Escalators may pose hazards

Escalators may pose hazards

New Jersey residents might not give much thought to getting on an escalator. However, people are sometimes hurt or killed while using them.

The design of escalators hasn't changed much since it was patented 121 years ago. Clothing and body parts can become stuck in escalators. One man was strangled when the hood of his sweatshirt tangled in an escalator. The device can also malfunction and buck riders off the steps. One of the worst escalator-related accidents happened in 1987 when an escalator exploded and caught fire, killing 31 people. The culprit was scraps of paper, lint and grease that had collected inside the machine and on its undercarriage.

Such accidents have helped prompt a few changes in escalator design and safety. Many escalators now include emergency stop buttons, deflector brushes and automatic sprinklers. Some even include modified landing platforms with trays that catch dust, hair, oil and water to prevent them from getting into the gears.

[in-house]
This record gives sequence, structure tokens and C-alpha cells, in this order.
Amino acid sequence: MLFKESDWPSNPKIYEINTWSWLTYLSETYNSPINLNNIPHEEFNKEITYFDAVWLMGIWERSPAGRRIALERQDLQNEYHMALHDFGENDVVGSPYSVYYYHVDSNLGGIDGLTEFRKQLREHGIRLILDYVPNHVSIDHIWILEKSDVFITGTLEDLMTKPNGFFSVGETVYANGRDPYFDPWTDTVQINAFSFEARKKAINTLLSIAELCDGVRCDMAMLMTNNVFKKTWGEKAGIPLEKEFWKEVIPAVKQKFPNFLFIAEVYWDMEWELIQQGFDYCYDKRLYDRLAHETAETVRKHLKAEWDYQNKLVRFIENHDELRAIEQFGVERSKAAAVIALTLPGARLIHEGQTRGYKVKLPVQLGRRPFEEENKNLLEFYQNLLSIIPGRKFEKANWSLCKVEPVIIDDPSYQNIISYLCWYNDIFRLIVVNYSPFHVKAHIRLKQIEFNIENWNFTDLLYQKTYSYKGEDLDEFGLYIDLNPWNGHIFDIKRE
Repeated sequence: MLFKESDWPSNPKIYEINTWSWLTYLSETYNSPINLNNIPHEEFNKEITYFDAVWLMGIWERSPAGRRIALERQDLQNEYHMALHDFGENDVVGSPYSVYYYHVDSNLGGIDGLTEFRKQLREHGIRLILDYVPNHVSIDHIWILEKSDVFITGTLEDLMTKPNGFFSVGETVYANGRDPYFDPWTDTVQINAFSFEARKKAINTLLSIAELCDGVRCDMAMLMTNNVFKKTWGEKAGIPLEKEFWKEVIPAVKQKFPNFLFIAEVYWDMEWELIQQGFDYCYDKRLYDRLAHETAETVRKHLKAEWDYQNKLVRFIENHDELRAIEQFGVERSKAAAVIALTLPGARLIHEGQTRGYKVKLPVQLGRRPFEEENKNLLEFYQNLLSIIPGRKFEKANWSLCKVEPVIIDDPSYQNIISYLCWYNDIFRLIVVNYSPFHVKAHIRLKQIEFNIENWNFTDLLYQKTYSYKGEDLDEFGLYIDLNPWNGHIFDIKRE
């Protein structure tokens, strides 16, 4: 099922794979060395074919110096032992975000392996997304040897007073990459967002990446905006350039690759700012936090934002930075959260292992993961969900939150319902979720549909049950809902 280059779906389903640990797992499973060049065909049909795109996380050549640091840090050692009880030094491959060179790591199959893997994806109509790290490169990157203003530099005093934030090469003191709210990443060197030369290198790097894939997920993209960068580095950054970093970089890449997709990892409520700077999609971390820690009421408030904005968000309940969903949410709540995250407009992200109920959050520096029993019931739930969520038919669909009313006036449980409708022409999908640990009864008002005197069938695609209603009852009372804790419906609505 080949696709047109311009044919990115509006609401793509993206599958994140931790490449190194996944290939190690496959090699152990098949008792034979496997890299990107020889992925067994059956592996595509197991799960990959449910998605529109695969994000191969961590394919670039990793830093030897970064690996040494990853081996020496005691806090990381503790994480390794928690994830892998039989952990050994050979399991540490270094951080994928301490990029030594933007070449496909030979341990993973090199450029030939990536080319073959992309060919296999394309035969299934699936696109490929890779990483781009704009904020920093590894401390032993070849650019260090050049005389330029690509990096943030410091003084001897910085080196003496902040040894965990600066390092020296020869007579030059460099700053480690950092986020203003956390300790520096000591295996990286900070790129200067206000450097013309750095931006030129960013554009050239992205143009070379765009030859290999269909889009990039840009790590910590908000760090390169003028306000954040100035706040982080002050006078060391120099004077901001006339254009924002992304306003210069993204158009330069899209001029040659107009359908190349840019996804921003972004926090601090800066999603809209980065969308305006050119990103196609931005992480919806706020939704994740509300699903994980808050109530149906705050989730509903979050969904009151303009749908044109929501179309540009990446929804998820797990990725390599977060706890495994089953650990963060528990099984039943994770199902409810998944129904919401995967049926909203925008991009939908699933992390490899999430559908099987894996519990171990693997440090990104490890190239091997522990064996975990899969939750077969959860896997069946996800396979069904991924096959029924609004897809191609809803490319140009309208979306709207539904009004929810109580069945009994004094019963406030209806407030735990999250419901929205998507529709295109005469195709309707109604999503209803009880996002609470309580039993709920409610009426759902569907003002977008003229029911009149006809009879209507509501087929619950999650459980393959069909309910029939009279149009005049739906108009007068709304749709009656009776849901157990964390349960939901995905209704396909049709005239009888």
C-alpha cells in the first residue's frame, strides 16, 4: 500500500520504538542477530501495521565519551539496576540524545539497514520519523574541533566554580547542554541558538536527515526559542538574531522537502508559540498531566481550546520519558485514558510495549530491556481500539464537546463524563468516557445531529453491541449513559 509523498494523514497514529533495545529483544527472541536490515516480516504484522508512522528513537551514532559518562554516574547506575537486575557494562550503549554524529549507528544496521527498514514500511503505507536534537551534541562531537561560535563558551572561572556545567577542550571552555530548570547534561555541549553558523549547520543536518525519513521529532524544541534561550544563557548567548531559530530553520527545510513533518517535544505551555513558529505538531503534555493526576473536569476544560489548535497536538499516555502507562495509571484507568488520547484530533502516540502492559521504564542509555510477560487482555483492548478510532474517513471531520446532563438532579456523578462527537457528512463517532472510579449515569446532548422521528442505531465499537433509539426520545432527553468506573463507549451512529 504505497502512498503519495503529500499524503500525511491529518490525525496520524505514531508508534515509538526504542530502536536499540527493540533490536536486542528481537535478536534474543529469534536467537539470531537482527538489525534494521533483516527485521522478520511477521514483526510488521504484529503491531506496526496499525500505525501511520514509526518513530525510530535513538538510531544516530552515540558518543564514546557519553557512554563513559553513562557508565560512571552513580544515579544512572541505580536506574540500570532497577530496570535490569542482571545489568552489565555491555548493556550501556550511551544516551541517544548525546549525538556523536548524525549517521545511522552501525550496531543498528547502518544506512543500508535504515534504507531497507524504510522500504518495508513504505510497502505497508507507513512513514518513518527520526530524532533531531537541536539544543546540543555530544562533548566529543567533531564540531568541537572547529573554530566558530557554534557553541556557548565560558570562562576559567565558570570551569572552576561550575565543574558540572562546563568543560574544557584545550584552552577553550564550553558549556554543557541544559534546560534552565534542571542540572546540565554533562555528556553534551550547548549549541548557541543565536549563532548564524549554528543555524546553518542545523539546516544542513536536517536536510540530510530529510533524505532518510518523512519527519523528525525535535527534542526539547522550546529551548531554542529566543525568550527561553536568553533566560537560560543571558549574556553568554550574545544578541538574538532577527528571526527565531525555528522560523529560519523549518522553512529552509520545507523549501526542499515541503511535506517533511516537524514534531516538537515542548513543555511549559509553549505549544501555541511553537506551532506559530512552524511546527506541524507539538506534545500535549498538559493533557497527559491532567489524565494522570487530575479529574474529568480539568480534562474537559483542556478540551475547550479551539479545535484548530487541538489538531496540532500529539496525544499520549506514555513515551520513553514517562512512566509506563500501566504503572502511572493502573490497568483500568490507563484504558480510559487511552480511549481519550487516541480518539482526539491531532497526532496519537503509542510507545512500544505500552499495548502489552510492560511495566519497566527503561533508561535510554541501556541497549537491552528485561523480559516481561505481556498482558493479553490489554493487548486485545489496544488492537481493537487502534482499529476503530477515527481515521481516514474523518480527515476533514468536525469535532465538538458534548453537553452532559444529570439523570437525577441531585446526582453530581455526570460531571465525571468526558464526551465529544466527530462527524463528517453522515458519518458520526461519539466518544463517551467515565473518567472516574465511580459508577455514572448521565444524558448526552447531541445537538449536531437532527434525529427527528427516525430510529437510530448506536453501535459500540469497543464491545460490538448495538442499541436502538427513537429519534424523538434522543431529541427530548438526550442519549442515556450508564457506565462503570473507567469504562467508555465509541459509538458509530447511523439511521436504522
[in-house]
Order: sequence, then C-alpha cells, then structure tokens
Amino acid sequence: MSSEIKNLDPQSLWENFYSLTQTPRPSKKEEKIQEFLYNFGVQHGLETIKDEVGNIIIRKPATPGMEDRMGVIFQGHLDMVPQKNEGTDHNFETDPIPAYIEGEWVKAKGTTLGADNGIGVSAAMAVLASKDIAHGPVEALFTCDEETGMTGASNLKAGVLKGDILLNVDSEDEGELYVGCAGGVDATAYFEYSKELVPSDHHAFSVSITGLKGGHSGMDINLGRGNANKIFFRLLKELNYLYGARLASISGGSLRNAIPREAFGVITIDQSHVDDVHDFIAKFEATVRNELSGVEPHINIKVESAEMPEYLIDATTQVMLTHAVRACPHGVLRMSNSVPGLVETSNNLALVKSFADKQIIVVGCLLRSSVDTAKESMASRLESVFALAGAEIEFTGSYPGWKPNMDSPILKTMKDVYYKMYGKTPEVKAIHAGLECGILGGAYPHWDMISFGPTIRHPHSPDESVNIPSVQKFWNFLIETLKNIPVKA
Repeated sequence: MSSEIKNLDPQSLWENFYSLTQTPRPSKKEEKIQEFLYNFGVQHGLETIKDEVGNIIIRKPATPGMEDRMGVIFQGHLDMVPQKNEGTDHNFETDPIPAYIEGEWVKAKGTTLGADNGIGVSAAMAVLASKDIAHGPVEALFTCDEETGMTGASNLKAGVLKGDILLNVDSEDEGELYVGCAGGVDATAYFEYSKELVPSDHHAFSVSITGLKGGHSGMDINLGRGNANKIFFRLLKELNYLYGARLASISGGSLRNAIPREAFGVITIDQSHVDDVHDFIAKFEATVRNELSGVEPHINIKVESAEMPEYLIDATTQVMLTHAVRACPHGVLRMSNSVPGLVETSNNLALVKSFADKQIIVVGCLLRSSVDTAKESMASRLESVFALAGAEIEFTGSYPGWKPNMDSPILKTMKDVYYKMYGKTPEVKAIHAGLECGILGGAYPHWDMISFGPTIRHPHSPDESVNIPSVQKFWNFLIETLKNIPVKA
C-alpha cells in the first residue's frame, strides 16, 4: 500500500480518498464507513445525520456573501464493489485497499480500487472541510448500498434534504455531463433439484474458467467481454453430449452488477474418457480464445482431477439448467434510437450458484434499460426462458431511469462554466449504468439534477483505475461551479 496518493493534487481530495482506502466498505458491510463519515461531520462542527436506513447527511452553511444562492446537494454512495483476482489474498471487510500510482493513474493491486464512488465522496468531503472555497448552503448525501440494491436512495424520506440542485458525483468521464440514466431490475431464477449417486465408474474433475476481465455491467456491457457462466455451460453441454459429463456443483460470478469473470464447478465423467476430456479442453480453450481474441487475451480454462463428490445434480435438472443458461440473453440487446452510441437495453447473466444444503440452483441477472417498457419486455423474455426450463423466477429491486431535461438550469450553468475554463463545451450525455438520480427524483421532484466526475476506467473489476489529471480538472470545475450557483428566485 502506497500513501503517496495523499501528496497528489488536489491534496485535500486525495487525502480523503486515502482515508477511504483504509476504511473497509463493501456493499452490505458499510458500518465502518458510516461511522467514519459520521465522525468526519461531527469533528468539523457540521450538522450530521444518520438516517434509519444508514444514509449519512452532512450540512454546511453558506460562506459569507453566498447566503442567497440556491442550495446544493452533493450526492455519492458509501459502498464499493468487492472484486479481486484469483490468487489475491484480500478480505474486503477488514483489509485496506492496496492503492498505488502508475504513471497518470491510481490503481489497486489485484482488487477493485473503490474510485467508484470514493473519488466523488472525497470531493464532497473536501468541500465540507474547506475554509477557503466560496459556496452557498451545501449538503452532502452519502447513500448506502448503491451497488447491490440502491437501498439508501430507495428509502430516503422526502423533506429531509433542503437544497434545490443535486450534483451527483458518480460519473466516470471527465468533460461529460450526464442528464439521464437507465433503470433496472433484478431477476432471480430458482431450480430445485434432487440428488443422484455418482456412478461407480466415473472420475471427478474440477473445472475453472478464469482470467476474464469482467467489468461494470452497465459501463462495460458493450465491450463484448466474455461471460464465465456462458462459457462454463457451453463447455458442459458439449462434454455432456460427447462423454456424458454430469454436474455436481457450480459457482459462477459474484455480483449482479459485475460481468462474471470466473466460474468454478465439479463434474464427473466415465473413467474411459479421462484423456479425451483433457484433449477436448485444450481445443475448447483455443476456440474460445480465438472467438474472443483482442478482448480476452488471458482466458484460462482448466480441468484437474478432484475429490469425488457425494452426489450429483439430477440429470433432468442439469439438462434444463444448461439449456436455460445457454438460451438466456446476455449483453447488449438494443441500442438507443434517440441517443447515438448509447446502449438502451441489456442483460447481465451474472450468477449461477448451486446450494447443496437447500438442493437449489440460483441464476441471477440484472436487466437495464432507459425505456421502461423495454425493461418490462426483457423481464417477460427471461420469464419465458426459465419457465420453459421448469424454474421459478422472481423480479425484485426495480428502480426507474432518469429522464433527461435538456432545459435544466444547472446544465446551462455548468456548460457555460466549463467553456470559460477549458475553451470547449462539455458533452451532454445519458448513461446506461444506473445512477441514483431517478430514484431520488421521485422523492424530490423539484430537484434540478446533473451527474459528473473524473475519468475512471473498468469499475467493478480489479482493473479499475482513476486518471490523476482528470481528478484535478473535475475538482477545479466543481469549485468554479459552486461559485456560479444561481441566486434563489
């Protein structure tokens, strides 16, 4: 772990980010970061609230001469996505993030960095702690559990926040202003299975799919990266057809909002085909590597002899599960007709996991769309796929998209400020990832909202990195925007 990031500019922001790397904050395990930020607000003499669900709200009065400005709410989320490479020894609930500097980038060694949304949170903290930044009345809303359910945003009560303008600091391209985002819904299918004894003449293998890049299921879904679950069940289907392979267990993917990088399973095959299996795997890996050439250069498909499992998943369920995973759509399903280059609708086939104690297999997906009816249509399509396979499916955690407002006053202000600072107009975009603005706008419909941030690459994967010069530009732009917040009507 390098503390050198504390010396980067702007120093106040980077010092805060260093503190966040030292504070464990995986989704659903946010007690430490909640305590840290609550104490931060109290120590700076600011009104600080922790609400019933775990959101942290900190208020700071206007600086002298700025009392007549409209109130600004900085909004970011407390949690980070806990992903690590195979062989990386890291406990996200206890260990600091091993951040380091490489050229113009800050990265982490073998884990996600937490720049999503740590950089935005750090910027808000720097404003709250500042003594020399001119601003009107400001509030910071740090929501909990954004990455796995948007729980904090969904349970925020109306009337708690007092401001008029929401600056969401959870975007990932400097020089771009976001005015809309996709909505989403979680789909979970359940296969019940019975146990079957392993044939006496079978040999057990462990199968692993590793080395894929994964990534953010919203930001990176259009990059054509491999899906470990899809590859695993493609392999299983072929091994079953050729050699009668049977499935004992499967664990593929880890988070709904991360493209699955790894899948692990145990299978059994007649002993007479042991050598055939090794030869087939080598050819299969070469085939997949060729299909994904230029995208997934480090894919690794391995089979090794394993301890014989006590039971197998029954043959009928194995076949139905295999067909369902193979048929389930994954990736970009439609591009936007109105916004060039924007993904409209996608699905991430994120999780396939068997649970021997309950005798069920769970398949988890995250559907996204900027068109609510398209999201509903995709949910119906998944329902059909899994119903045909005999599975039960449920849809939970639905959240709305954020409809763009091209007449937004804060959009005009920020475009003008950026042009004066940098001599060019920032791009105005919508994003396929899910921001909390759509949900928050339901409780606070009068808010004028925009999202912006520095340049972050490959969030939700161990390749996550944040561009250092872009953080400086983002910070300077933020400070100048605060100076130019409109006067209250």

Analysts say part of the reason the design hasn't changed much over the years is because it's safe enough that manufacturers don't have any incentive to change. Moreover, international standards make it difficult to change the design. In any case, it seems that moving up and down is inherently risky. About 12,000 people die from falling on regular stairs each year in the U.S.

Every year, people suffer falls on the premises of retail stores, supermarkets, office buildings and other commercial buildings. Our Woodbridge premises liability lawyer has experience with injuries on properties and may be able to analyze the details of someone's accident and suggest filing a claim against a negligent property owner.

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